COTTREL: Clark County saw return of festivals this year, but volunteers still scarce

Dale Grimm and April Lowry confer with Marshall Gorby as they work to put up the Brat and Beer Hanger at Heritage of Flight. Photo by Mike Lowry.
Dale Grimm and April Lowry confer with Marshall Gorby as they work to put up the Brat and Beer Hanger at Heritage of Flight. Photo by Mike Lowry.

Since Labor Day, western Clark County has seen the return of three unique festivals that are near and dear to the hearts of the communities.

Each had large crowds as the neighborhoods and townships enthusiastically welcomed them back.

The New Carlisle Heritage of Flight, Oct. 1-3, had almost perfect weather except for a bit of liquid sunshine on Sunday that forced the Mile of Food event inside.

“It was a huge success,” said Marshall Gorby, one of the organizers. “We had great entertainment, good crowds, lots of fun events, fireworks.

“The cruise-in was outstanding, one of our best in many years. We had a new ride company from Enon that did an excellent job. We didn’t quite reach a mile of food. We accomplished about a quarter of a mile and we had lots of help from the Tecumseh ROTC and FFA.

“The Heritage of Flight committee did an outstanding job and we were honored to bring such a good event to New Carlisle.”

The Tecumseh AFJROTC was also mentioned by Jessi Devore, Apple Butter chairman.

“I could not have done it without the ROTC,” said Devore. At the end of the day when more stirrers were needed for the last of the 50 gallon copper kettles full of piping hot apple butter, cadets from the Tecumseh AFJROTC stepped up to finish off this year’s batch.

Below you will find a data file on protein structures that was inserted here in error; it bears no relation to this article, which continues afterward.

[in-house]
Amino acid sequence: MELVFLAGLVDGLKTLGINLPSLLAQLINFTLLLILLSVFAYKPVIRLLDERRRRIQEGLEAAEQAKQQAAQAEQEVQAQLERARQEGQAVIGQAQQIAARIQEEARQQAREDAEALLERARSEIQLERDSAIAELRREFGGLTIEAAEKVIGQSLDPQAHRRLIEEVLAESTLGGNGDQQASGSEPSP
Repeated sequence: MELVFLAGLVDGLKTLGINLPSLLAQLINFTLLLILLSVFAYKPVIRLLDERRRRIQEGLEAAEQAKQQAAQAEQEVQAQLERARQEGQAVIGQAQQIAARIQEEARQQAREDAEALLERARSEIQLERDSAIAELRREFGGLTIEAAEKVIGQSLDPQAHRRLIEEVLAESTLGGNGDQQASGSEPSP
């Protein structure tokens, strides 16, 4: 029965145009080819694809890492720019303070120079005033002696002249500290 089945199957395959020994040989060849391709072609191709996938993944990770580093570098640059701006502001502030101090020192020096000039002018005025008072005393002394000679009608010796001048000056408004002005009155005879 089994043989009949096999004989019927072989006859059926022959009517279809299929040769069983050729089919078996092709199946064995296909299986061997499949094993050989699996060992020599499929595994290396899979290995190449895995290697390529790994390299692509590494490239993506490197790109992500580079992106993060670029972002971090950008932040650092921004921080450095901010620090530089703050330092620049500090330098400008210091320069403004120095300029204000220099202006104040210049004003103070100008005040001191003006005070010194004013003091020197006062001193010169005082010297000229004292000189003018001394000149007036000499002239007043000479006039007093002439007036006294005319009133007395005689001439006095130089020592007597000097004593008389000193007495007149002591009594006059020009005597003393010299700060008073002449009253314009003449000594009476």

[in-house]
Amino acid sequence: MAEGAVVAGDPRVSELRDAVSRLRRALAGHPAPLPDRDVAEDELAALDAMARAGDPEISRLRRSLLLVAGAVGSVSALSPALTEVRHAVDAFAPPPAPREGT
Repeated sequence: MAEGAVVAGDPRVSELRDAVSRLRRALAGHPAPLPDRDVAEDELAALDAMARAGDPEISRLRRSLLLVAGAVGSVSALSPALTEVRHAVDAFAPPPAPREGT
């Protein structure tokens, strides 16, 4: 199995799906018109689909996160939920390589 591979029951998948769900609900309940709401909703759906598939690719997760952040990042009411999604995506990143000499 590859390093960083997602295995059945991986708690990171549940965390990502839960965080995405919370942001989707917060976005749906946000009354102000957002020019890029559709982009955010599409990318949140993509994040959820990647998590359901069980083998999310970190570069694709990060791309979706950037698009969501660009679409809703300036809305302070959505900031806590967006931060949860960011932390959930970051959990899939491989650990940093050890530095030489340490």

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For 42 years the Enon Community Historical Society, ECHS, has sponsored this event making it the oldest of the three festivals.

Summer-like weather smiled on the festival this year, and large numbers of visitors bought out all the food both days. Craft vendors saw similar success. All in all the community was very happy with the weekend.

Unfortunately a couple of the favorite all-volunteer nonprofit groups were not able to have their full booth because of not enough volunteers. Those food choices were missed.

A shortage of volunteers made her work extra hard this year, said Devore. Luckily members of ECHS did the canning, but assistance was needed in myriad other areas.

The 37th Fair at New Boston was on Saturday and Sunday of Labor Day weekend.

Volunteers were extra important to the Fair at New Boston. Putting up the larger tents and tearing them down takes an actual crew of volunteers who know what they are doing. Younger volunteers are needed to learn the ropes and canvas, and work on their tan.

At the Fair at New Boston only a few of the entertainers and musicians are paid, which leaves the taverns, coffeehouse, and gift shop to be manned by costumed volunteers. Public officials and volunteers in regular clothing ran the ticket booth. The dancers, the uniformed soldiers, the militia, the cannon crew, and many of the Native Americans are all volunteers as well.

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GRCHA supplies the costumes to volunteers at the beverage tents, but this year there were outfits left in the closet. More volunteers were needed.

As evidenced by these large turnouts, we in western Clark County still love our festivals.

However, all the events are feeling the crunch of volunteers just as local restaurants are having difficulty finding servers.

Commitment to youth fall sports seems to be one of the big reasons that most organizers blame for the shortages of volunteers. But it is not the only reason.

As our veteran volunteers retire, the next generation needs to step up to take their place. This is why the oldest event, the Apple Butter Festival, is feeling the retirement of the founding volunteers first. The George Rogers Clark Heritage Association is feeling that loss also.

If our community members want to continue to have these three fantastic festivals, they will need to volunteer.

If you love these festivals, speak up now. Send messages to the events’ Facebook pages or personally reach out to those overworked volunteers who are struggling to keep the traditions going.

If community members are silent and do not volunteer, in the not too distant future our festival streets will be silent as well.